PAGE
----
Faraday's law of induction (or the law of electromagnetic induction) states that the induced electromotive force in a closed loop is directly proportional to the time rate of change of magnetic flux through the loop.
Moving a conductor (such as a metal wire) through a magnetic field
produces a voltage in that conductor. The resulting voltage is
proportional to the speed of movement: moving the conductor twice as
fast produces twice the voltage. The magnetic field, the direction of
movement, and the voltage are all at right angles to each other.
Whenever movement creates voltage, Fleming's right hand rule
describes the direction of the voltage. A fixed conductor will also
have an induced voltage if the magnetic flux in the area enclosed by
the conductor is changing.
For the common but special case of a coil of wire, composed of N loops with the same area, Faraday's law of electromagnetic induction states that
- is the electromotive force (emf) in volts
- N is the number of turns of wire
- ΦB is the magnetic flux in webers through a single loop. The direction of the electromotive force (the negative sign in the above formula) was first given by Lenz's law.
More generally, the relation between the rate of change of the magnetic flux through the surface S enclosed by a contour C and the electric field along the contour is defined as:
- E is the electric field,
- dl is an infinitesimal element of the contour C,
- B is the magnetic field.
The directions of the contour C and of are assumed to be related by the right-hand rule.
Equivalently, the differential form of Faraday's law is
which is one of the Maxwell equations.
This principle is used for measuring the flow of electrically
conductive liquids and slurries. Such instruments are called Magnetic
Flow Meters. The induced voltage U generated in the magnetic field B
due to a conductive liquid moving at velocity v is thus given by:
where L is the distance between electrodes in the magnetic flow meter.
Faraday's law, along with the other laws of electromagnetism, was later incorporated into Maxwell's equations, unifying all of electromagnetism.
Faraday's law of induction is based on Michael Faraday's experiments in 1831. The effect was also discovered by Joseph Henry at about the same time, but Faraday published first.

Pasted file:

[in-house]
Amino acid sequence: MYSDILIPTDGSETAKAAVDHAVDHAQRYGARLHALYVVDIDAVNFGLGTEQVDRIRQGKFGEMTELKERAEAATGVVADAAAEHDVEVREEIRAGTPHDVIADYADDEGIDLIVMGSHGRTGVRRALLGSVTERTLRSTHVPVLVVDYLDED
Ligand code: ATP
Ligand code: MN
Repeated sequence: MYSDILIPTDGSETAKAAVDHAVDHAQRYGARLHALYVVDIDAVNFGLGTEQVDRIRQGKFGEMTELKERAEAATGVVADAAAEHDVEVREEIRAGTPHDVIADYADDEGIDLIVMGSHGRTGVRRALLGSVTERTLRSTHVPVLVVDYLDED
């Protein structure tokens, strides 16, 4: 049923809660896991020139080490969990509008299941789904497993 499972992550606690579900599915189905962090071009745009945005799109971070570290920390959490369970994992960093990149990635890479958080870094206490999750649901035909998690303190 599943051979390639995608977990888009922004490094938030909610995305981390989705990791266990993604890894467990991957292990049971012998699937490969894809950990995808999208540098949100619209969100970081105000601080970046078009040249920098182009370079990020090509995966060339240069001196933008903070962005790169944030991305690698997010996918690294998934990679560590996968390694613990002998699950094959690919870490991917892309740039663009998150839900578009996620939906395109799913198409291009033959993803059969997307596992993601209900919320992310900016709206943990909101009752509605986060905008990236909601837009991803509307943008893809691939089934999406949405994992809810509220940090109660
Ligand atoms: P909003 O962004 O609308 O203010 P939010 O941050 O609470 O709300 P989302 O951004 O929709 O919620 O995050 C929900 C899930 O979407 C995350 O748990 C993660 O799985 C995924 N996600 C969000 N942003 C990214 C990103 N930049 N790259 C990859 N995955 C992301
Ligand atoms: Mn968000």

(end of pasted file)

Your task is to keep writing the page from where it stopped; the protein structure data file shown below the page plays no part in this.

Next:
gives the direction of the induced electromotive force (emf) and
current resulting from electromagnetic induction. German physicist
Heinrich Lenz formulated it in 1834
Topics of Interest
Faraday's law as two different phenomena
Some physicists have remarked that Faraday's law is a single equation describing two different phenomena: The motional EMF generated by a magnetic force on a moving wire, and the transformer EMF generated by an electric force due to a changing magnetic field. James Clerk Maxwell drew attention to this fact in his 1861 paper On Physical Lines of Force. In the latter half of part II of that paper, Maxwell gives a separate physical explanation for each of the two phenomena. A reference to these two aspects of electromagnetic induction is made in some modern textbooks. As Richard Feynman states:
So the "flux rule" that the emf in a circuit is equal to the rate of change of the magnetic flux through the circuit applies whether the flux changes because the field changes or because the circuit moves (or both).... Yet in our explanation of the rule we have used two completely distinct laws for the two cases – the first for "circuit moves" and the second for "field changes".
We know of no other place in physics where such a simple and accurate general principle requires for its real understanding an analysis in terms of two different phenomena.
– Richard P. Feynman, The Feynman Lectures on Physics
Reflection on this apparent dichotomy was one of the principal paths that led Einstein to develop special relativity:
It is known that Maxwell’s electrodynamics—as usually understood at the present time—when applied to moving bodies, leads to asymmetries which do not appear to be inherent in the phenomena. Take, for example, the reciprocal electrodynamic action of a magnet and a conductor. The observable phenomenon here depends only on the relative motion of the conductor and the magnet, whereas the customary view draws a sharp distinction between the two cases in which either the one or the other of these bodies is in motion. For if the magnet is in motion and the conductor at rest, there arises in the neighbourhood of the magnet an electric field with a certain definite energy, producing a current at the places where parts of the conductor are situated. But if the magnet is stationary and the conductor in motion, no electric field arises in the neighbourhood of the magnet. In the conductor, however, we find an electromotive force, to which in itself there is no corresponding energy, but which gives rise—assuming equality of relative motion in the two cases discussed—to electric currents of the same path and intensity as those produced by the electric forces in the former case.
– Albert Einstein, On the Electrodynamics of Moving Bodies
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